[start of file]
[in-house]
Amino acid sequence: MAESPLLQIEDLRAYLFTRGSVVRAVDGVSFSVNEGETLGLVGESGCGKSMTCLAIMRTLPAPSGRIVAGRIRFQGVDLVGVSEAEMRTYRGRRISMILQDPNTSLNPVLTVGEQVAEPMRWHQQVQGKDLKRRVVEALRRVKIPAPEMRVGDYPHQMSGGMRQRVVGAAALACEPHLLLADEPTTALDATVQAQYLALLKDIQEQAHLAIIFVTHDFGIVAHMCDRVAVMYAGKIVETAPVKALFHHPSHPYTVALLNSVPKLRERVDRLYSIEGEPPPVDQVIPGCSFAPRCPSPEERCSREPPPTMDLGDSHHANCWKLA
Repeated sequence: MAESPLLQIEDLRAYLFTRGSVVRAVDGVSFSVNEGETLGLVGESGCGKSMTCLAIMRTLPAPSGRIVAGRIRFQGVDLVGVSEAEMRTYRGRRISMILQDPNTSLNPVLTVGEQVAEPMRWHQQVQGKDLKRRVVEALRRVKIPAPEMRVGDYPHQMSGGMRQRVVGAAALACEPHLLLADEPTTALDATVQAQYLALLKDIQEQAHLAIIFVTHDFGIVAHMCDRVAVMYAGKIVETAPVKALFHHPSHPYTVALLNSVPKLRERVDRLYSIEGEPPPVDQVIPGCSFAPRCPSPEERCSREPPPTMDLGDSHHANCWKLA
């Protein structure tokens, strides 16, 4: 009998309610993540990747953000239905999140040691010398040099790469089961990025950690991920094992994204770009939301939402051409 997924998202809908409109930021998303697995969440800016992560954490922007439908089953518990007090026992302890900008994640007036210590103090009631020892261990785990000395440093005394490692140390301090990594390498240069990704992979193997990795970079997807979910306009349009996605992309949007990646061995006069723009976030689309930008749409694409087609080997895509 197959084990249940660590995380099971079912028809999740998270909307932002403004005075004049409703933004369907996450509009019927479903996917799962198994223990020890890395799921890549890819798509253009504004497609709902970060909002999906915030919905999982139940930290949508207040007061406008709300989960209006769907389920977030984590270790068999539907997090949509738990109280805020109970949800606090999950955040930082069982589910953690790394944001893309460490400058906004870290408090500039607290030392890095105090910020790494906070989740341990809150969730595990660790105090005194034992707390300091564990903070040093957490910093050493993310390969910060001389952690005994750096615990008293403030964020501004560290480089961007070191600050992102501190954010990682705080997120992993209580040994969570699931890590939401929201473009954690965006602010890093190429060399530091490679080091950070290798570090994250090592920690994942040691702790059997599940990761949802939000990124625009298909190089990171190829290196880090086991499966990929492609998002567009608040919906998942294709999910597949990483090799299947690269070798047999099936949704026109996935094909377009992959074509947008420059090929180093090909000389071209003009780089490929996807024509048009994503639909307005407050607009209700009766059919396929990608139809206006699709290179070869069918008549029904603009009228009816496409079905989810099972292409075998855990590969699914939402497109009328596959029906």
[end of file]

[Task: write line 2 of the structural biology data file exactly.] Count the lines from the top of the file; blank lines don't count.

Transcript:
Amino acid sequence: MAESPLLQIEDLRAYLFTRGSVVRAVDGVSFSVNEGETLGLVGESGCGKSMTCLAIMRTLPAPSGRIVAGRIRFQGVDLVGVSEAEMRTYRGRRISMILQDPNTSLNPVLTVGEQVAEPMRWHQQVQGKDLKRRVVEALRRVKIPAPEMRVGDYPHQMSGGMRQRVVGAAALACEPHLLLADEPTTALDATVQAQYLALLKDIQEQAHLAIIFVTHDFGIVAHMCDRVAVMYAGKIVETAPVKALFHHPSHPYTVALLNSVPKLRERVDRLYSIEGEPPPVDQVIPGCSFAPRCPSPEERCSREPPPTMDLGDSHHANCWKLA